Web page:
Liz Marsh

I have never seen “Game of Thrones.”

I know it’s not edgy to not watch it. I have seen your memes telling me that not participating in mainstream entertainment is no longer considered cool. So on top of feeling left out, I also feel lame.
I’m not avoiding “Game of Thrones” to be cool. In fact, as the biggest pop culture nerd I know, I am having serious GoT FOMO.

I’m a human adult who regularly uses the internet, so I know a few things about “Game of Thrones.” I know that there is a Night King who bears a strong physical, and perhaps political, resemblance to the newly appointed president of the University of Colorado. I know that the actress who plays the mother of dragons had some strokes and that she is the most utterly delightful interviewee to grace late night talk shows. I know that there is a heavy-browed young woman who had age-appropriate and consensual sex right before heading into battle, and for some reason that really bothered fans. I know that in real life, the heavily browed young woman is best friends with a tall blonde woman who recently married a Jonas. And I know that there is a man called Jon Snow who looks perennially prepared for winter but also sad about it.

But these facts do not add up to a story line, and that’s deeply unsatisfying for me. Who are we rooting for? Why is Jon Snow so sad? Is the always-fabulous Peter Dinklage a good guy or a bad guy? Are the dragons pets or weapons? I need to know. And more importantly, I need to participate.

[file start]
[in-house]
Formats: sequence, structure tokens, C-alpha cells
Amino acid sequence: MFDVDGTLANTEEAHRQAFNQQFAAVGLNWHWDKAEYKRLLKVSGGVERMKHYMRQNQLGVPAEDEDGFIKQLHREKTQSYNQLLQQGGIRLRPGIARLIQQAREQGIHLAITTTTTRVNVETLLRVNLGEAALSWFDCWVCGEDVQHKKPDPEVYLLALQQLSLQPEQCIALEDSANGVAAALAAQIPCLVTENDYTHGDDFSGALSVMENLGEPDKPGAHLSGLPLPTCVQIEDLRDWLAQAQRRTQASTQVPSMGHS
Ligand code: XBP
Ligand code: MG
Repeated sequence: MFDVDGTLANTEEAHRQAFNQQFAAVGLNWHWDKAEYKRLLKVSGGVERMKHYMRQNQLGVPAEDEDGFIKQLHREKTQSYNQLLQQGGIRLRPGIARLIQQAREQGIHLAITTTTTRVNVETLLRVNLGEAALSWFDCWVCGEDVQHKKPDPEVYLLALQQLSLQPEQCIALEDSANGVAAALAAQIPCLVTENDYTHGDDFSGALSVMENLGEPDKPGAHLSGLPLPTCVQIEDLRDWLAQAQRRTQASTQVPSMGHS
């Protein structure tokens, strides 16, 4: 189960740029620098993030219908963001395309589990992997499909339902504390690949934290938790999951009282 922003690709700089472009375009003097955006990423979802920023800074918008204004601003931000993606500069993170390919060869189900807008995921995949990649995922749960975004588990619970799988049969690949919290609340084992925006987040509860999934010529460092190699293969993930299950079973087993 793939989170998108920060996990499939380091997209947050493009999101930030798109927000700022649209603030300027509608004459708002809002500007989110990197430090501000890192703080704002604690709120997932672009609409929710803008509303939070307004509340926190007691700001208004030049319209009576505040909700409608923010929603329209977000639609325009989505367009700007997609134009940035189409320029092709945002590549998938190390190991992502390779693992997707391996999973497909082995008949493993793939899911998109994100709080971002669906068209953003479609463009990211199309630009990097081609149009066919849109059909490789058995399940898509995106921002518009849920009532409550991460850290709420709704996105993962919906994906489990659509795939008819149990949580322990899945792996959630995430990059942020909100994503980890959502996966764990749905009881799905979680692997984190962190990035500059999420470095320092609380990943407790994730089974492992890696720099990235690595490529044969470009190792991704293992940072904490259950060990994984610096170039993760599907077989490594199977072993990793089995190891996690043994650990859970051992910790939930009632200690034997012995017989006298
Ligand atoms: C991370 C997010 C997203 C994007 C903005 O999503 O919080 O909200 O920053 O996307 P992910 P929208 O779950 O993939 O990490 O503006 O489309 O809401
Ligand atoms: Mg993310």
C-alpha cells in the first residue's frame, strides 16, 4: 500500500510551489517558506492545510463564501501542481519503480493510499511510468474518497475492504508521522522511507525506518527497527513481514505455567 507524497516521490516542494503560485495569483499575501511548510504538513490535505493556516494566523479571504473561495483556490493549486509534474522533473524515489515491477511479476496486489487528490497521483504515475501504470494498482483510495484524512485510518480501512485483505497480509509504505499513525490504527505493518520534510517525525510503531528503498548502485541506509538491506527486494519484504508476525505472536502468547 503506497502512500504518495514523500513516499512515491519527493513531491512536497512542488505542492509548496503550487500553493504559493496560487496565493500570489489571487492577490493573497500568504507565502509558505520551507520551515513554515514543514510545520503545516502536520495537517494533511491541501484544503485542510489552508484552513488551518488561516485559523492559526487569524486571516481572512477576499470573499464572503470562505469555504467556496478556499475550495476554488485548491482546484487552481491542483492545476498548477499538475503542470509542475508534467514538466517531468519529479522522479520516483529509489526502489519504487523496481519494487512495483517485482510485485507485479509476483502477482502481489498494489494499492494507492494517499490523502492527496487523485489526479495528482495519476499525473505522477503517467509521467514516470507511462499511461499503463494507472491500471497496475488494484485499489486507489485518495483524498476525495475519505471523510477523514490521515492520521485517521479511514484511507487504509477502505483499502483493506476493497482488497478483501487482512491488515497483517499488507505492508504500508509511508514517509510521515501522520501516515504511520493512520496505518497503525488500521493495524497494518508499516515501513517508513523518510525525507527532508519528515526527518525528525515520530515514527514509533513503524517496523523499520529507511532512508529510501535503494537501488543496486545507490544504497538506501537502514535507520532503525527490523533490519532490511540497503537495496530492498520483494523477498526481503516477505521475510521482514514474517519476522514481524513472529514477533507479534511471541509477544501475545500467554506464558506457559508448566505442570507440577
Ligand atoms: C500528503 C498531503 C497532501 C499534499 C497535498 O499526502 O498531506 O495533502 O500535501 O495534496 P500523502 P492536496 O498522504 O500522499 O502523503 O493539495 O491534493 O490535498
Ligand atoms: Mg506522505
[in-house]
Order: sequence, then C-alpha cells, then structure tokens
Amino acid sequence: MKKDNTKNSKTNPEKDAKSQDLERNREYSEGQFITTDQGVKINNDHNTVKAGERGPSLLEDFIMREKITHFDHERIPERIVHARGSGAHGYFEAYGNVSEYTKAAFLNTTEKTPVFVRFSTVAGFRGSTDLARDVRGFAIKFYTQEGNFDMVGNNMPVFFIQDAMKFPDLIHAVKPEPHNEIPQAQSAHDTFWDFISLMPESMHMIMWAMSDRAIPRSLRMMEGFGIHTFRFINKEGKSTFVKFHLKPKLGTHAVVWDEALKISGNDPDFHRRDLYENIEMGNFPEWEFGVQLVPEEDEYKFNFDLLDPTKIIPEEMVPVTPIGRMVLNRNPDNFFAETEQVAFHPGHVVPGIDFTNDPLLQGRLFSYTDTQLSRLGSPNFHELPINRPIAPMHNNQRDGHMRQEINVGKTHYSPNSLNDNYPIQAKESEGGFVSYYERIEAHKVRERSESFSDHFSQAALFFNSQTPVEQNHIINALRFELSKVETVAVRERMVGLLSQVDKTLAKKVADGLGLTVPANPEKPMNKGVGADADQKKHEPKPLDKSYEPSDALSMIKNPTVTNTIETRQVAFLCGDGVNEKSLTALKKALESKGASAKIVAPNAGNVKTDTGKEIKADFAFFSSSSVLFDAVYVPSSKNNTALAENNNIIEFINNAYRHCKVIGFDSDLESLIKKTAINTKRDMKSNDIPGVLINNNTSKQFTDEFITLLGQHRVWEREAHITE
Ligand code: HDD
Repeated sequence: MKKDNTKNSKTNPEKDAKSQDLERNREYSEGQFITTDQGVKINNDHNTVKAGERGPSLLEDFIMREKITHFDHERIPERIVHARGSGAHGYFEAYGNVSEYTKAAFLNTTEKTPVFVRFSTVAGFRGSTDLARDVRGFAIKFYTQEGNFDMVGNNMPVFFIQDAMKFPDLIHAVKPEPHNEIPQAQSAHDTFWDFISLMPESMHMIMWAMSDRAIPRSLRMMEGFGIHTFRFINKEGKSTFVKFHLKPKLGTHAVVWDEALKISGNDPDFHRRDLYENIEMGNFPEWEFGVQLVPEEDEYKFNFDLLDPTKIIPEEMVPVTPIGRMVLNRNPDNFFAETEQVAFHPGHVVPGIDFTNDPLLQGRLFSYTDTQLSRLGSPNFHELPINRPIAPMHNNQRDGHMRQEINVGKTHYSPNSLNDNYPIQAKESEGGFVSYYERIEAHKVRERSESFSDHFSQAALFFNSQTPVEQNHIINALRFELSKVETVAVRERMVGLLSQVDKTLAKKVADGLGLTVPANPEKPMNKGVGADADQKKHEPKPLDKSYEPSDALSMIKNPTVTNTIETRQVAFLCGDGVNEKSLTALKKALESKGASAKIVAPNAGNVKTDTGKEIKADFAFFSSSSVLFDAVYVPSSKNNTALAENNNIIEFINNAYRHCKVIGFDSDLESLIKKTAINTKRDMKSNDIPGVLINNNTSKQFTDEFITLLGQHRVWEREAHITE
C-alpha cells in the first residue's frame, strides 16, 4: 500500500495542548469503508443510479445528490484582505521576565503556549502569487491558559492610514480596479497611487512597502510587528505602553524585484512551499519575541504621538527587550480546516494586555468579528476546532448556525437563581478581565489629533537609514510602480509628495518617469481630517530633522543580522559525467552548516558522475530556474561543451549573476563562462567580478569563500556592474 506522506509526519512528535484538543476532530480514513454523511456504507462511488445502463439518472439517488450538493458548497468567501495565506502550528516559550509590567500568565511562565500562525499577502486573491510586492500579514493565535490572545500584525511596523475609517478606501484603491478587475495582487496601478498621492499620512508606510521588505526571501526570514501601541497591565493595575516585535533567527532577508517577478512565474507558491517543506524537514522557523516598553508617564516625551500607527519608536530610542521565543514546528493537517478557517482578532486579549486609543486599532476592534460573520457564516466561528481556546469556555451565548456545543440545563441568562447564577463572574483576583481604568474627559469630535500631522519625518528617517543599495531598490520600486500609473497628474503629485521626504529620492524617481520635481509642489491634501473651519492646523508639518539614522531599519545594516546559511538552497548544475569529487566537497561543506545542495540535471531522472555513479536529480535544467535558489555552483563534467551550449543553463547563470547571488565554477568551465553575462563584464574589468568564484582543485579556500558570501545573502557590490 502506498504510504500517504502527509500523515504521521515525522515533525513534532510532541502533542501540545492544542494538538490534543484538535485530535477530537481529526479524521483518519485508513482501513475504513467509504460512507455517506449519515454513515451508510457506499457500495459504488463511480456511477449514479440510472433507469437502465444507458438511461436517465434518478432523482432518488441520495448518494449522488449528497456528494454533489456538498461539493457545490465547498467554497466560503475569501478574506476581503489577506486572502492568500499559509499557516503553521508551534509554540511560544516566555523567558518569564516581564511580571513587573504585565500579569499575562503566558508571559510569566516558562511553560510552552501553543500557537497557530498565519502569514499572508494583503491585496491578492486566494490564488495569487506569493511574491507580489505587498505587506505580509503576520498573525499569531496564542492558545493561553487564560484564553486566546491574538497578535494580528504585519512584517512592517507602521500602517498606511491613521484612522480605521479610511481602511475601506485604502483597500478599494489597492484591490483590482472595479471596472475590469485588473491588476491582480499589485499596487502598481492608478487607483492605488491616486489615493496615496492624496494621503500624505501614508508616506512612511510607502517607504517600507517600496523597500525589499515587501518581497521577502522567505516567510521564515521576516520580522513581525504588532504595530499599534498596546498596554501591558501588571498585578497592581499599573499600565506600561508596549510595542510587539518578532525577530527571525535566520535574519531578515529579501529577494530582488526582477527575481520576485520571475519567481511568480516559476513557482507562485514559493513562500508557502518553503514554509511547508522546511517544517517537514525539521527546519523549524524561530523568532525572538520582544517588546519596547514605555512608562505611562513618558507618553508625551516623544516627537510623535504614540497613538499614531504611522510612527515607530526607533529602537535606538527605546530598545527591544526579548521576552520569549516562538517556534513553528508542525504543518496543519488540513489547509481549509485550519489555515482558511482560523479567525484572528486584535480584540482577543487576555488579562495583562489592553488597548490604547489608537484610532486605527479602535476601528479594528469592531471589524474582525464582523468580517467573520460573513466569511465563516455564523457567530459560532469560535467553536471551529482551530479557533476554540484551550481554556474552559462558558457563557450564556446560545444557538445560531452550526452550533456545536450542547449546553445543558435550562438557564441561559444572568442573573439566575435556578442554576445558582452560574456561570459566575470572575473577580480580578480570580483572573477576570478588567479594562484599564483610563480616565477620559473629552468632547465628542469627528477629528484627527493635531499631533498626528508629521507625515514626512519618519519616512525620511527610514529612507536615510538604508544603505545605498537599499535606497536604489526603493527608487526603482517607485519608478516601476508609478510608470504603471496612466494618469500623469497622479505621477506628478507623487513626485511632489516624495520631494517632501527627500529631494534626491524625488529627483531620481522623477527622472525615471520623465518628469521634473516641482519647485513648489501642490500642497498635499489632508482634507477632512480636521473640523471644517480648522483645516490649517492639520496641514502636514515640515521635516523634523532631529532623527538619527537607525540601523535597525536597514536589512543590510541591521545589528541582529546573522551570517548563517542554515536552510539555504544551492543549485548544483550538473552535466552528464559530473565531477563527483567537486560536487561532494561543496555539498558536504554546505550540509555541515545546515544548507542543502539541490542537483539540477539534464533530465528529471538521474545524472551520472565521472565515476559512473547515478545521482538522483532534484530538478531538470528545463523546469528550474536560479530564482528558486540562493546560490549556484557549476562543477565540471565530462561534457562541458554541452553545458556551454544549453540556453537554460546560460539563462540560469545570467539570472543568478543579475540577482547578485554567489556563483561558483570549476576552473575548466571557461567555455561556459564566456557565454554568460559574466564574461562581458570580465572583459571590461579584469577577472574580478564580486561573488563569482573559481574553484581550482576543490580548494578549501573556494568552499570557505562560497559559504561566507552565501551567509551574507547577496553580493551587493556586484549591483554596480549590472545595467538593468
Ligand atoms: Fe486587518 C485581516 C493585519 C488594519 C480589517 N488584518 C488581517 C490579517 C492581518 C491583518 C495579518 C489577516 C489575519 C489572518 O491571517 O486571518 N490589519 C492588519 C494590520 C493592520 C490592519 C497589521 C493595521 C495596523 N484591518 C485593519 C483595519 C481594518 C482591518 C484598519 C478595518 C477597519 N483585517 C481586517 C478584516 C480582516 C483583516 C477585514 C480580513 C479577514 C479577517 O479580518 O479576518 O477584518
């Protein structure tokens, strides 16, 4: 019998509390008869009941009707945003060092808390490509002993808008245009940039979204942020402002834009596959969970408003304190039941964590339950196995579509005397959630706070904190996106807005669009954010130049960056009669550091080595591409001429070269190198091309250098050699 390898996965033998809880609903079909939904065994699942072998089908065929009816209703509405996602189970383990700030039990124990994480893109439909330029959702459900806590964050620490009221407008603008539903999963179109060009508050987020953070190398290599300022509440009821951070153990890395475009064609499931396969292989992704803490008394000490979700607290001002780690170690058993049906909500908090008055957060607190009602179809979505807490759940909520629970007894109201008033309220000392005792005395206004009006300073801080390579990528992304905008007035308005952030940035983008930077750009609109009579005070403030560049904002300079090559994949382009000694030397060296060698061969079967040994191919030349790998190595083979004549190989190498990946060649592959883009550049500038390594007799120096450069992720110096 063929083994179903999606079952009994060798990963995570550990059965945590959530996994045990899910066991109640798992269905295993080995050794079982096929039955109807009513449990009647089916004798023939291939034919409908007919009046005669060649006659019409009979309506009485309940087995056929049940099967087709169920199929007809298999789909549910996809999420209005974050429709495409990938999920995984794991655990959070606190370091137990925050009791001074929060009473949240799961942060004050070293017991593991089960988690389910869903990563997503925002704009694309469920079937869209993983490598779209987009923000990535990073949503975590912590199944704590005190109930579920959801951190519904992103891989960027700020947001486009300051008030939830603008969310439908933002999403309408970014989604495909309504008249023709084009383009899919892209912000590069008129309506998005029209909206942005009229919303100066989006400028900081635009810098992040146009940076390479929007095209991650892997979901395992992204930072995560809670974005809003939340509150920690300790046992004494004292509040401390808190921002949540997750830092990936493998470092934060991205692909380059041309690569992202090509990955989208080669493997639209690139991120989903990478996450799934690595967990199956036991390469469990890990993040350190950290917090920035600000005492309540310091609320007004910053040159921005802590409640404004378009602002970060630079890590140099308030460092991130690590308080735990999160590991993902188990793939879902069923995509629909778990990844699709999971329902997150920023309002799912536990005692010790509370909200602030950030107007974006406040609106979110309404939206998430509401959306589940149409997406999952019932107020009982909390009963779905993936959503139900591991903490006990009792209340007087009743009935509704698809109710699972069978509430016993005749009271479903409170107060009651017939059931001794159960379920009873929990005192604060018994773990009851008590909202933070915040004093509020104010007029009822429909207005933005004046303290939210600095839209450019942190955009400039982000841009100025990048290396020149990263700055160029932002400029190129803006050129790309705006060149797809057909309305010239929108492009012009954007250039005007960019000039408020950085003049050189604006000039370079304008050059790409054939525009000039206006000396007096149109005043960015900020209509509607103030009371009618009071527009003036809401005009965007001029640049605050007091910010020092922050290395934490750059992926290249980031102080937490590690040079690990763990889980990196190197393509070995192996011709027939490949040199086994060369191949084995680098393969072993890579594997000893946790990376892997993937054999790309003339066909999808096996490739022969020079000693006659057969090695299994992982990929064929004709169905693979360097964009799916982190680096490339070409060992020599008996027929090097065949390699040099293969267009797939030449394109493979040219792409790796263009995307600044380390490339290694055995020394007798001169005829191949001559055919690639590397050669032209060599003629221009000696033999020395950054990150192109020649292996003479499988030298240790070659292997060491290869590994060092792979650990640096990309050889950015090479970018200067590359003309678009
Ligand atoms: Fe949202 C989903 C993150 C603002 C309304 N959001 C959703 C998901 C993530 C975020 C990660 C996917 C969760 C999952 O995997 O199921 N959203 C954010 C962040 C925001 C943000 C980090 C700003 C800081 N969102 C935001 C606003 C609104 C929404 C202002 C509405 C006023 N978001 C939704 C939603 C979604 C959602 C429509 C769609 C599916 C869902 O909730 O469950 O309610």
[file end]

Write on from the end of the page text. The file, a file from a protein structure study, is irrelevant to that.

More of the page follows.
I love enjoying things in the company of other people. I like being on the inside of an inside joke and feeling like the clever memes were made just for me. I appreciate this new era of entertainment that doesn’t necessitate friends, commercial breaks or pants, but I miss the days when we used to get together to watch our favorite shows.

“There’s an easy way for you to solve this, Liz,” you might be thinking. And it’s true — I could go ahead and binge the entire series, catch up and happily attend watch parties. But honestly, at this point, it’s not worth it. In a few weeks, the series will come to a close. Everyone will talk about the finale and much will be written about it, and I’ll feel left out of Westeros for the last time. As GoT fades into history, so too will my FOMO.

Eventually, like great shows that came before, I will forget that I never watched it. In fact, like “The Sopranos,” “Six Feet Under,” “The Wire” and “The Walking Dead,” I’ll probably pretend that I did watch it. Maybe, like “Parenthood” and “Arrested Development,” I eventually will watch it. And then I will shout from the rooftops about how good it is, but it will be too late. You nerds will have moved on without me.

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